GREETINGS AND SALUTATIONS
On August 2, 2007, the US Senate declared September to be “National Bourbon Heritage Month.” The bill, sponsored by Senator Jim Bunning of Kentucky, passed by unanimous consent. It encourages citizens to celebrate the family heritage, tradition and deep-rooted legacy that the bourbon industry contributes to the United States. In honor of this resolution, the city of Bardstown, Kentucky has hosted the Kentucky Bourbon Festival every September since 1991.
If hopping on a plane to Kentucky is not in the cards for you next week, you can always make your way down to the Library to celebrate one of the largest collections of bourbon west of the Mississippi.
In particular, don’t miss your chance to sample the newly arrived MWL Weller 107! Read on for more information about this newest addition to the MWL Single Barrel collection. Also, there are limited seats still available to our Teeling Whiskey Pairing Dinner as well as the Meet Your Maker with Rasmus Just from Diageo featuring a fantastic lineup of Coastal Scotch Whiskies.
As always, we appreciate your readership and look forward to seeing you in the Library!
Your Friends at the Library
NEWLY ACQUIRED SPIRITS
GLEN GRANT 18YR
Single Malt, ck ex-Bourbon, 43 abv
COMPASS BOX DELILAH’S XXV
Limited Edition Blended Scotch, NCF, ck American Oak and Sherry, 46 abv
Sotol, 38 abv
Mezcal Artesanal, Tepextate, 46 abv
UNDER THE SCOPE EDUCATION MANAGER COLIN HOWARD FEATURING GLEN GRANT 18
Can a whisky exude a certain personality? Aromas and flavors are often compared to different foods or elements in nature, but can they reflect a mood or disposition within us? In whisky, “bigness” is often what grabs the spotlight, whether it be from peat smoke or sherry cask aging, so it can be very refreshing when one is presented with a pour that seems to express “calmness” and “patience” in contrast.
This question of personality arose after just tasting Glen Grant’s 18 year old single malt. While the flavors are classic to a Highland single malt, the defining “hook” of this whisky is a peacefulness that weaves itself amongst the very inviting notes of toffee, citrus, and honey that make up its more definable qualities.
Glen Grant has been distilling since 1839, and its subtle yet charismatic style has no doubt had time to mature and evolve over the years into its current iterations. The distillery was started by brothers James and John Grant, who wasted no time in producing a lot of whisky and working very hard to make sure there were plenty or railways leading to and from their home base of Rothes taking their product far and wide.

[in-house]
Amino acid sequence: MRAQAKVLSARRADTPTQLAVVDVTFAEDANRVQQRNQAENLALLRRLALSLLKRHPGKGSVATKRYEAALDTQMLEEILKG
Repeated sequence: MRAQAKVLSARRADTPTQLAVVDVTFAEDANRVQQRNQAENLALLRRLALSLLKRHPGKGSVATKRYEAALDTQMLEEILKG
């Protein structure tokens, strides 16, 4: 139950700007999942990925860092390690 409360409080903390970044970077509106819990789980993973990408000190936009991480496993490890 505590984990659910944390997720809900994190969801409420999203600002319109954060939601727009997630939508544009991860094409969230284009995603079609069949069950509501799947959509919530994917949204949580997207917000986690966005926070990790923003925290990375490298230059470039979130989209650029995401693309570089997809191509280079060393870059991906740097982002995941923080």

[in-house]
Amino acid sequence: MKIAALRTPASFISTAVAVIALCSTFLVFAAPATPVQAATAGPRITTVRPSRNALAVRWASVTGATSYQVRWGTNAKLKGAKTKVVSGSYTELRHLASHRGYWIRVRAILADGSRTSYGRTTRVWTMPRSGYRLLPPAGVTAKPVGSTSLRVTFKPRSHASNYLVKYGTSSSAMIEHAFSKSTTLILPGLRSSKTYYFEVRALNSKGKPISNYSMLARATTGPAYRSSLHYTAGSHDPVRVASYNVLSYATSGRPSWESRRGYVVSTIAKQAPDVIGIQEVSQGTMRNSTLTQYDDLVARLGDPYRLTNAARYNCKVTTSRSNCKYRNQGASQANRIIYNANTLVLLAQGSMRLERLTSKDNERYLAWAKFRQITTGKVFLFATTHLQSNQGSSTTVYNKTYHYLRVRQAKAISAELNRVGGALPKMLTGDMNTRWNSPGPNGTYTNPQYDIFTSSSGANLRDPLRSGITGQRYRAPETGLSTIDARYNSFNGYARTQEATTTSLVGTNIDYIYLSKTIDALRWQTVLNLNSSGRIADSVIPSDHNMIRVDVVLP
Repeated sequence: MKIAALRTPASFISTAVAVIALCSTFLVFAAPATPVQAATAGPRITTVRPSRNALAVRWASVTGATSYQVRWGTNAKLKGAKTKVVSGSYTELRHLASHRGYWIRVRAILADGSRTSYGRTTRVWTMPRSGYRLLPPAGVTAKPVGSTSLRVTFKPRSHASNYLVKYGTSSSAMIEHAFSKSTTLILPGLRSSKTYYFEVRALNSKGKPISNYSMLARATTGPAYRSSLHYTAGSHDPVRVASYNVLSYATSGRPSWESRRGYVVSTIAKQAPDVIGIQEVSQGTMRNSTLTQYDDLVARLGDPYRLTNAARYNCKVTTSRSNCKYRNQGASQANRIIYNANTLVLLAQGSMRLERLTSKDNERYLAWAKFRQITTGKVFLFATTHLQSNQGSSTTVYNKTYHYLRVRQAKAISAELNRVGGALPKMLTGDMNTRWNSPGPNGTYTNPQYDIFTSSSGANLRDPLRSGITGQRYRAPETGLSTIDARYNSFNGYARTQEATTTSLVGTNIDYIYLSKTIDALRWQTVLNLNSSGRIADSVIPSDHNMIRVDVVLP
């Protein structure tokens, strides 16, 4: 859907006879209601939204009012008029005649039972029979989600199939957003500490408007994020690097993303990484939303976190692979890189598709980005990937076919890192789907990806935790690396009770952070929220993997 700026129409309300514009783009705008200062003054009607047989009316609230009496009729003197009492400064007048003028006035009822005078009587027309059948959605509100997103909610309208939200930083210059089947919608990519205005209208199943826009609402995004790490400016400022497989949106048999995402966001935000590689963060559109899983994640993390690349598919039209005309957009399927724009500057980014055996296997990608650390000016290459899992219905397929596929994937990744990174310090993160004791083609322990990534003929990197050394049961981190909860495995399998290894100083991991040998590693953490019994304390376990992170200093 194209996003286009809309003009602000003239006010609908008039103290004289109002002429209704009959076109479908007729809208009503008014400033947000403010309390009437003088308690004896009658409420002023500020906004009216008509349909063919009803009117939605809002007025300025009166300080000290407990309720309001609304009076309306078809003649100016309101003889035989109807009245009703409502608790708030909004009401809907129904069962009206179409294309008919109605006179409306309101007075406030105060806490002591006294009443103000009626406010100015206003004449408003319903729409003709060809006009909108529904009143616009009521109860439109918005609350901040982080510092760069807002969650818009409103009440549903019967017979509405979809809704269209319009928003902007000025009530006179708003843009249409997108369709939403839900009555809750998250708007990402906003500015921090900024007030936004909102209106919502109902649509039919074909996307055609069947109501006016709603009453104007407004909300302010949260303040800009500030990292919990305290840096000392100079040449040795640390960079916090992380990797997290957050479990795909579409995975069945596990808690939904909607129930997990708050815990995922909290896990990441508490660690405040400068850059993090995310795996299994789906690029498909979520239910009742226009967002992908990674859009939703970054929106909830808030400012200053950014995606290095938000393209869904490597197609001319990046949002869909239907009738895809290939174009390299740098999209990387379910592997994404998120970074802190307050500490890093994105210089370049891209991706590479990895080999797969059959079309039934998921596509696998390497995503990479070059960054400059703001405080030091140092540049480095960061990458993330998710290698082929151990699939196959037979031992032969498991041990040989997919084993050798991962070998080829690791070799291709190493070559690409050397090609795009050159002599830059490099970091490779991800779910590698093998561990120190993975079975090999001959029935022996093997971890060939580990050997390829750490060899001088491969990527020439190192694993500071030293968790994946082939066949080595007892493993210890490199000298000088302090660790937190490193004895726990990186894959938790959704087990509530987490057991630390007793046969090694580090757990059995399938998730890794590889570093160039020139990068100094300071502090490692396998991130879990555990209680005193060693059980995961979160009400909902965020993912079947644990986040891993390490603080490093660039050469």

In 1872, John’s son, also named John, took over production and kept the same high pace of growth adding new stills, new markets, and was even the first in Scotland to add electric lighting to his distillery. Amongst all this expansion and industrialization, Glen Grant was also installing a huge complex of greenhouses and extensive formal gardens. Perhaps this detail speaks more to their ethereal style of whisky than the decades of relentless commercial efforts it actually took to make it.
Of course all that hard work paid off and Glen Grant is now a mainstay at bars all across the world rubbing shoulders with the top names in peated and sherry cask-aged single malts. Its contrast to these types of whiskies can be a breath of fresh air to Scottish whisky fans seeking a pure expression of the spirit as the category as a whole continues the expand and experiment. The Glen Grant 18 year old delivers right on the mark in this respect with lean, toasty malt flavors and caramel-like barrel notes. For all its enticing flavors though, the Grant 18’s parting message following each sip seems to be “slow down, sit back, and take a deep breath.” Good advice from a seasoned veteran of the game.
As described by Harry Craddock in the seminal 1930 Savoy Cocktail Book, a Corpse Reviver is “to be taken before 11 a.m., or whenever steam and energy are needed.” The Corpse Reviver was once an entire genre of purportedly hangover-curing cocktails.
The Library’s upgraded version of the classic features hand-squeezed Meyer lemon and Monkey 47, a German gin with delicious berry and herbal notes. We then chose Cap Corse Mattei Blanc Quinaquina, a Corsican fortified wine, and Royal Combier to add notes of nutmeg, cardamom, cinnamon, saffron and myrrh. Caution is required however! According to Craddock, “Four of these taken in swift succession will unrevive the corpse again.
LITTLE GEM LETTUCE, ELDERBERRY BALSAMIC REDUCTION, BUTTERMILK & BASIL DRESSING
Come celebrate the brief and wonderfully capricious season of local Heirloom tomatoes! Chef Ben has created a new summer dish worthy of these beautiful and delicious fruits. Sliced tomatoes drizzled in olive oil and elderberry balsamic reduction are topped with Little Gems tossed in a creamy buttermilk and basil dressing. Available in the Library while tomato season lasts!
MWL SINGLE BARREL COLLECTION WELLER 107
The Old Fashioned is MWL’s most popular cocktail, so we put a lot of care and attention into what goes in the glass. No ingredient is more important than the whiskey, of course, so we decided to seek out a bourbon built to our exact specifications. That search lead us to Buffalo Trace Distillery where we selected an exclusive and limited collection of Weller 107 barrels as the backbone to our signature Old Fashioned.
Weller 107 is one of the most celebrated wheated bourbons in the country, and each bottle used here at MWL represents a hand-selected single barrel chosen for its unique “mixability” in this time-tested cocktail.
Be sure to start your next visit to MWL with this one-of-a-kind classic!
Angel’s Envy Cocktail Class
Featuring Tanqueray 10 and Bulleit Rye